Ransomware is a serious threat to financial services firms – they are 300% more likely to suffer a cyberattack than firms in other sectors. Investment advisers possess data that is especially attractive to ransomware attackers – think of the all the personal and financial information of clients, trading models and business strategies, as well as portfolio positions to be held for ransom. Not to mention the $4.7 trillion in client assets that investment advisers manage.
Private equity firms stand to suffer a great deal from ransomware attacks, both on the management company and the portfolio company level. Private equity firms have disclosure requirements that make them and their companies easy to find (and to target as being valuable). At the same time, hesitancy to report cybercrime for fear of devaluing acquisitions makes them an even more attractive target.
Ransomware in the regulatory spotlight
Cybersecurity in general and ransomware in particular remain a top concern for both firms and regulators.
Poll figures from ACA's recent spring conference indicate that cybersecurity is clearly on the mind of participants. It’s also on the mind of the SEC, with cybersecurity being a top priority of 2021. Similarly, in an interview with Mike Pappacena of ACA Aponix during the recent ACA conference, Keith Cassidy of the SEC pointed to SEC publications on ransomware and highlighted the urgency of firms developing programming in prevention and response. Similarly, the OCIE and the US Treasury Department have also issued recent alerts and advisories regarding ransomware.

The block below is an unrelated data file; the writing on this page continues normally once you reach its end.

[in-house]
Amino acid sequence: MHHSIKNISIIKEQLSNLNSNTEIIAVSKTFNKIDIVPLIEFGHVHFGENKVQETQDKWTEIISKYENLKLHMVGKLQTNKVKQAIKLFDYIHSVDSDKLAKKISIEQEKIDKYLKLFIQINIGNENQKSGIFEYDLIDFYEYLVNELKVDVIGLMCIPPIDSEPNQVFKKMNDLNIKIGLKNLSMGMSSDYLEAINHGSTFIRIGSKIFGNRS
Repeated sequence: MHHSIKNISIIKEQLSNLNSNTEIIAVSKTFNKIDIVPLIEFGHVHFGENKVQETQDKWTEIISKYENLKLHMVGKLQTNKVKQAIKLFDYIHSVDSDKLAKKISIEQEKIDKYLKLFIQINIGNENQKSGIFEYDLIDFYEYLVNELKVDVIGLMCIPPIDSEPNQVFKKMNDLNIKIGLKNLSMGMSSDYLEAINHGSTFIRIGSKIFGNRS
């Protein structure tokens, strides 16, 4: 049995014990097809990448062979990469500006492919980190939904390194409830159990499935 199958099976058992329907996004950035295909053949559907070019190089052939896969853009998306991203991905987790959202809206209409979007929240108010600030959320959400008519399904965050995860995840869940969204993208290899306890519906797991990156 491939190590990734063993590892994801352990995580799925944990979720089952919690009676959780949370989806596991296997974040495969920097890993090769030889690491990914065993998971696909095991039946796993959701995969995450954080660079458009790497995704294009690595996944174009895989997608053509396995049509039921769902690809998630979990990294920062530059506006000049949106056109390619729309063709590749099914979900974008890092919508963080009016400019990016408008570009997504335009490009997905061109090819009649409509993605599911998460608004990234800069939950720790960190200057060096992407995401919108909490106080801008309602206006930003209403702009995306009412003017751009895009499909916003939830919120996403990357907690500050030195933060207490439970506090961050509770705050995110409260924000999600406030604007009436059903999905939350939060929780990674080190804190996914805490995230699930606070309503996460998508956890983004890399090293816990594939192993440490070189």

Recent developments in ransomware
The ransomware threat continues to grow beyond just the frequency and cost of attacks. Here are some other ways ransomware continues to evolve.
Criminals are working together
Increasingly, organized groups of criminals are working together on joint ransomware attacks. While the general group of ransomware attackers spans the range of hackers, hacktivists, and hackers from enemy states, dozens of established ransomware gangs are flooding the market with crime and competing for notoriety. Further, recent large-scale ransomware attacks have been attributed to criminal groups that are receiving state sanctioning from Russia and Eastern Europe.
Ransomware has become a commodity
The Ransomware as a Service (RaaS) model features ransomware software ready and available for sale, usually for a share of the ransomware profits. “Network access brokers” offer an additional ransomware service. These criminals gain back-end access to businesses and sell this access to third parties, often with the addition of researched infiltration points. This makes the attack more targeted and typically more damaging.
New attack vectors mean more vulnerabilities
New attack vectors include the use of social media web-based instant message applications, especially for ransomware that encrypts data, as well as the exploitation of vulnerable network devices. Criminals have increasingly targeted corporate networks, focusing on unpatched Fortinet VPN devices, on Microsoft SharePoint servers, QNAP network attached storage devices, and more. At the same time, typical (and continually effective) methods of introducing ransomware such as phishing, targeted phishing, and infected downloads remain popular.